The EC proposes that firms must update presentations within six months of year-end. For example, your 2020 returns will need to be included by 30 June 2021.

Carve-outs are back

The AIMR-PPS® allowed firms to “carve out” parts of a portfolio and include it with other composites. For example, consider a balanced portfolio. Under the AIMR-PPS a firm could carve out the fixed income portion and put it into a fixed income composite; likewise, the equity piece could go into an equity composite. The only condition was that both carve-outs needed to include cash. Back then, firms could synthetically allocate the cash using a variety of methods.

This was a common practice in North America, but not elsewhere in the world. And so, with the introduction of GIPS standards, there was some “push back” to this idea, and the ability to carve out was restricted to cases where cash was managed separately with their own cash balances (e.g., through sub-portfolios). Because this isn’t often easy to do, most firms dropped carve-outs.

But now they’re coming back. But, with a restriction. The carve-outs must be in separate composites. For example, in what we’ve just described, previously the carve-outs would go into the same composite as accounts managed solely to those strategies, now, they must go into separate carve-out composites. In addition, when presenting the carve-out performance the firm must also provide the performance of the composite without carve-outs.

In addition, as with the AIMR-PPS, the parts that are carved out must be managed in the same fashion as accounts that are solely invested in these strategies.

Transaction Costs

Today, firms are not permitted to estimate transactions costs; rather, they must use actual. This can be a problem when these costs are “bundled” together (e.g., with bundled, wrap, and all-in-one fee portfolios). This constraint means that firms cannot report gross-of-fee returns, because they must be net of actual transaction costs.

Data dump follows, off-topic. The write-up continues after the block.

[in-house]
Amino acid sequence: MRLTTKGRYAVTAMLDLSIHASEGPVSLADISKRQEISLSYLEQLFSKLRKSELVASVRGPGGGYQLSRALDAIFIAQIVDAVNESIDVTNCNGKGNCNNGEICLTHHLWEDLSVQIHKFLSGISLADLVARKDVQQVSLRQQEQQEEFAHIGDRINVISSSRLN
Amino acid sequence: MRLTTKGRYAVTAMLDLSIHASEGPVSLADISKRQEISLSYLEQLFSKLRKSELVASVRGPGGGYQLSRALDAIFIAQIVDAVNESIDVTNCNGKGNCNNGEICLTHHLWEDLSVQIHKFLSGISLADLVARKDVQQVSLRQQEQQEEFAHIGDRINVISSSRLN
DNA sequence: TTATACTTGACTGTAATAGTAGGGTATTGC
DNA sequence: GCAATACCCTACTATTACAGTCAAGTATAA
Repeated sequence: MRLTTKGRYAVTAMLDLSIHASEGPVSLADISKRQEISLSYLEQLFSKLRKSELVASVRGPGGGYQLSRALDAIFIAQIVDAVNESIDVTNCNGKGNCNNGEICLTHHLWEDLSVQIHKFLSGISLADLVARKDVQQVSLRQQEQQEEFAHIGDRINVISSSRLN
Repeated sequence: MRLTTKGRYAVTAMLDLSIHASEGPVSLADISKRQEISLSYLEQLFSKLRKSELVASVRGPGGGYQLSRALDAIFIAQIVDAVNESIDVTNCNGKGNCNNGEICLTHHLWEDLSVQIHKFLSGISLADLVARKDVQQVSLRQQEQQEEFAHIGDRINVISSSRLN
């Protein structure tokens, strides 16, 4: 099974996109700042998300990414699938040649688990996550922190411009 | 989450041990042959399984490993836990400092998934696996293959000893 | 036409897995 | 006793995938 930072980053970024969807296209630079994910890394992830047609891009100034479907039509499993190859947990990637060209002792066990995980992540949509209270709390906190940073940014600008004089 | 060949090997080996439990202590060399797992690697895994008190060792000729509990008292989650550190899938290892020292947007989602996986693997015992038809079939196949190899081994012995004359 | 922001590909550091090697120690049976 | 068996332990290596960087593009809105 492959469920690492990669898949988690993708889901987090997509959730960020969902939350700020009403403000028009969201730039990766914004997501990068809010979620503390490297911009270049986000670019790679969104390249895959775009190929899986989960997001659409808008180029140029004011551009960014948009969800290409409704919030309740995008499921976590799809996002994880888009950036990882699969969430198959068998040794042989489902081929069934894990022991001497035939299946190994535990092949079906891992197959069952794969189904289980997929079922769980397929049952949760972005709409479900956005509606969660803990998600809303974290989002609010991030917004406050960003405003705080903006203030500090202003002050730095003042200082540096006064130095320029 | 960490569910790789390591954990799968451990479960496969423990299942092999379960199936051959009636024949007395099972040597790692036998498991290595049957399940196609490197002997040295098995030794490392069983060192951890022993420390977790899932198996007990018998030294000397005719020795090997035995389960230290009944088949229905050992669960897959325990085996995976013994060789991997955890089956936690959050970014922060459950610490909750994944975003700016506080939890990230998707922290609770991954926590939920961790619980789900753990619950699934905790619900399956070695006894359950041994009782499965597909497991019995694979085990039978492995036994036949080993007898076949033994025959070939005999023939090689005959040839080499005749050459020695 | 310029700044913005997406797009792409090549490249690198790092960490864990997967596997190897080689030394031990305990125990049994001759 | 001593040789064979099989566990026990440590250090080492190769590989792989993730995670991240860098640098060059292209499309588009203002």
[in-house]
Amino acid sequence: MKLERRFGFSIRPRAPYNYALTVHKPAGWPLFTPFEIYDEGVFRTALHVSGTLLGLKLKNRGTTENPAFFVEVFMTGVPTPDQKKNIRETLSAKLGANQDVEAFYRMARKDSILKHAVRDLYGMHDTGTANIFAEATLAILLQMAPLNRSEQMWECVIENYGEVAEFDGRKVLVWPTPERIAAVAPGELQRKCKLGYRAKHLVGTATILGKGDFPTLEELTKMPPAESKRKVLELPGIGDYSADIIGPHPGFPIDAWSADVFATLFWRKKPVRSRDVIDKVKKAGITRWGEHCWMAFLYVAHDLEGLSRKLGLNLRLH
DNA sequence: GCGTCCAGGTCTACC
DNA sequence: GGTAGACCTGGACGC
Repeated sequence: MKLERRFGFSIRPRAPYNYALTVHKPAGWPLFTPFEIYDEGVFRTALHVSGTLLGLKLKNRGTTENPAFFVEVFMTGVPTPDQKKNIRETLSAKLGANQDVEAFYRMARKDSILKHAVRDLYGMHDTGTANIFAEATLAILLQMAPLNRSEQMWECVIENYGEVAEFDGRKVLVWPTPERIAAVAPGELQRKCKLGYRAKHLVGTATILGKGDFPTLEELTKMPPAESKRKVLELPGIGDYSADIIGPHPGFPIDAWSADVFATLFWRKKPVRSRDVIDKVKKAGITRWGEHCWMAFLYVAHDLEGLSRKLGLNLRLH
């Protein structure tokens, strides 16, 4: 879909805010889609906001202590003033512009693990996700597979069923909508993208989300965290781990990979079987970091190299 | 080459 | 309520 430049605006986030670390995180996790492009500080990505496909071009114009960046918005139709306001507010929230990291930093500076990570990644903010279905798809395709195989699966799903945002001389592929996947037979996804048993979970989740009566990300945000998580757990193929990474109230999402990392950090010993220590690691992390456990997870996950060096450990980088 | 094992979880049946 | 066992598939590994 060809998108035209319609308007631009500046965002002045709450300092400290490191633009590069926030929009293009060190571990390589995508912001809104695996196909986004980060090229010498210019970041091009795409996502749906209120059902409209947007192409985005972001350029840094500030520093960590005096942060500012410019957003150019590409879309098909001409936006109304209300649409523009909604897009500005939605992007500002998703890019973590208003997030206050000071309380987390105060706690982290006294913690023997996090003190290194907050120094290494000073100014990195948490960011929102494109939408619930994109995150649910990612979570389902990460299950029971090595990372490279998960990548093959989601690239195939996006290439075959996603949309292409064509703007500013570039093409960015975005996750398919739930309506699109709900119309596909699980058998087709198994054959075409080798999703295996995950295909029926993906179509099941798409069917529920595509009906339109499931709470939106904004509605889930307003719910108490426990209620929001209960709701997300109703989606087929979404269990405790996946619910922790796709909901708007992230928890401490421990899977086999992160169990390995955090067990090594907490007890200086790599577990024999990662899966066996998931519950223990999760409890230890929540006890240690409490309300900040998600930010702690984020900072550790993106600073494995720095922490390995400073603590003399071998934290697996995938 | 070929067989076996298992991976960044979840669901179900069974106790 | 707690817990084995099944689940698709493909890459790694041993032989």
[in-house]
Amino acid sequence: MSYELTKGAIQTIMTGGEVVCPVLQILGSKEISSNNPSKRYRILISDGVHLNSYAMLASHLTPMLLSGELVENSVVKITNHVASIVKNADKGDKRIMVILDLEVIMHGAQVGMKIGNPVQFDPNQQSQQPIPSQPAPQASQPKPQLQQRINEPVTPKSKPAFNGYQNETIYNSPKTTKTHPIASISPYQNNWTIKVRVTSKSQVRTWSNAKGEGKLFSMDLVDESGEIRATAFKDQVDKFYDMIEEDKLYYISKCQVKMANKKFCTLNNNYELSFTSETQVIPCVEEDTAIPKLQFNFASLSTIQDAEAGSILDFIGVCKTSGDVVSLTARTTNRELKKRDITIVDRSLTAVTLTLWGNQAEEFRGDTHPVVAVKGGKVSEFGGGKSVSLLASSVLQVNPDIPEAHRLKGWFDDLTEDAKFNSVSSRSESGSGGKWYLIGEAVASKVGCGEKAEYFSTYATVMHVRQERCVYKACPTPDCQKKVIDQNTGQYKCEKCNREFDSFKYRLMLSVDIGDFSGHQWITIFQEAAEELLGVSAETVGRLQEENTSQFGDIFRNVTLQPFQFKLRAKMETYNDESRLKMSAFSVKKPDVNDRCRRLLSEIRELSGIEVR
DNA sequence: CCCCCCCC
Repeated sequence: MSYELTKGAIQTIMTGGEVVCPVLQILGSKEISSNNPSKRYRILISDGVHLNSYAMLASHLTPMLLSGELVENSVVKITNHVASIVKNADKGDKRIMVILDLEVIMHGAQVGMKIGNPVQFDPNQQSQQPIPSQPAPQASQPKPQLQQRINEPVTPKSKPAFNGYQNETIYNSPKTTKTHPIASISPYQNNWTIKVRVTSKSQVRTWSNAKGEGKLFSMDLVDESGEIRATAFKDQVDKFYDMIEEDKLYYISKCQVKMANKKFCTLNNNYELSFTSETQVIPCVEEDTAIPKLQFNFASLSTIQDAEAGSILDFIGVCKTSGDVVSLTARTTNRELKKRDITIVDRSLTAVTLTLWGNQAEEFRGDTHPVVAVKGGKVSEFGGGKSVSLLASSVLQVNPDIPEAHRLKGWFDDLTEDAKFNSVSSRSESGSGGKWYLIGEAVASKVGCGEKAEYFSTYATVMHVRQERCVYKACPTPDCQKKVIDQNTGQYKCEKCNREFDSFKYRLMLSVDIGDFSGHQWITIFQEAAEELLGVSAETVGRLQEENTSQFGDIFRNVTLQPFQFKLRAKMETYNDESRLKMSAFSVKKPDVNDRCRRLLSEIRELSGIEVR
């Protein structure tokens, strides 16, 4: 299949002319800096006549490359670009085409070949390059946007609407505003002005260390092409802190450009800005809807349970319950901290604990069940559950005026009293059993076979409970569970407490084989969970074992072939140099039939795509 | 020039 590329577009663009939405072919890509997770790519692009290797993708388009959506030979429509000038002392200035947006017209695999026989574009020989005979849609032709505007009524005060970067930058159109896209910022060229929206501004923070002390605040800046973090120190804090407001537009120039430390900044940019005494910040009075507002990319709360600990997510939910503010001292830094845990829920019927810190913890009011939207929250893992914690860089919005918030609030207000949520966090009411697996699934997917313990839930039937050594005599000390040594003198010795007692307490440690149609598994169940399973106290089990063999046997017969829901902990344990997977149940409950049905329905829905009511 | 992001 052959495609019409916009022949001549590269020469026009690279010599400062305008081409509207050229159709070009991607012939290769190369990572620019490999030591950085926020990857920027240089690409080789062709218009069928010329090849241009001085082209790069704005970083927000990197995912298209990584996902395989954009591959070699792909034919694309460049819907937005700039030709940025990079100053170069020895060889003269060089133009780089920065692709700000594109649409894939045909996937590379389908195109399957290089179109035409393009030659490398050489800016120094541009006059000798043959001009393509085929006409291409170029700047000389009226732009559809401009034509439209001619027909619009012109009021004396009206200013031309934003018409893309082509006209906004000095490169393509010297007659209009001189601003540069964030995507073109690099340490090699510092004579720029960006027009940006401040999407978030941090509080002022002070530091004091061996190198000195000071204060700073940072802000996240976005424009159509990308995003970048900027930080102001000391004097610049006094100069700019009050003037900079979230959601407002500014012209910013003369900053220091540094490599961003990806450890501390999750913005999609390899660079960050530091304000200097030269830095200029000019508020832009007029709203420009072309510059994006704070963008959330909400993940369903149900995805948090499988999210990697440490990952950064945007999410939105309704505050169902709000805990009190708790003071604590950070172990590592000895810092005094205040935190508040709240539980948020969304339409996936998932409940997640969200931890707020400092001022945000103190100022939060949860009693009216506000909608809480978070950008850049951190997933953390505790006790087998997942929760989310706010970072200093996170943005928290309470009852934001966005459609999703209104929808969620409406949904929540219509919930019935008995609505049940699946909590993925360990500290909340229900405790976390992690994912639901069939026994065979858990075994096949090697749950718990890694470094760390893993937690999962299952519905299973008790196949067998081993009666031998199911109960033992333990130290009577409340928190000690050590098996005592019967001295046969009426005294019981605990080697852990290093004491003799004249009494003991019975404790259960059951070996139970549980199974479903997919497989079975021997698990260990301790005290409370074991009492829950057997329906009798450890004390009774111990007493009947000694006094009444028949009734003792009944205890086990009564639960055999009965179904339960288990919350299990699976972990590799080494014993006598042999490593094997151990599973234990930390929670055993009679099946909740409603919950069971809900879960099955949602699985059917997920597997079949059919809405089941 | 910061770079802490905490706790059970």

The EC proposes to permit firms to use estimated transaction costs, provided these costs be equal to or higher than what the actual costs would have been.

Portability Rules

The EC offers the following: “Currently, firms have a one-year grace period to bring any non-compliant assets into compliance. We clarified that assets of the acquired non-compliant firm or affiliation must meet all the requirements of the GIPS standards within one year of the acquisition date, on a prospective basis. We believe that the one year grace period should apply to performance at the new or acquiring firm, with no limit on when firms may port history from the prior firm or affiliation.” This means that firms will have the option of going back in time to bring the non-compliant entity into compliance.

Subscription Lines of Credit

A practice that seems to be coming more common is for private equity managers to obtain lines of credit to make initial investments, rather than to draw down cash from the committed capital the limited partners have agreed to provide. They will frequently use this committed capital as collateral, in order to obtain these loans. The benefit to them is that the resulting return is higher than it would otherwise be.

We’ve spoken with some of their clients, through the Asset Owner Round Table, and there seems to be a lot of frustration with this practice, as they feel the returns are overstated.

The GIPS EC is proposing to deal with this by requiring managers to report performance both with and without the effect of these lines of credit.

A Change to Advertising

The EC proposes to allow firms to report annualized composite returns for the total period for all periods presented in the composite report, through the most recent period end or most recent annual period end. This is an expansion of the ways firms can advertise performance.

The EC also proposes to reduce the number of currently required disclosures. The following will now be recommended:

  • Firm definition
  • Composite or fund description
  • Benchmark description
  • Leverage, derivatives, shorts disclosure
  • That no benchmark is shown
  • Periods of non-compliance prior to 1 January 2000.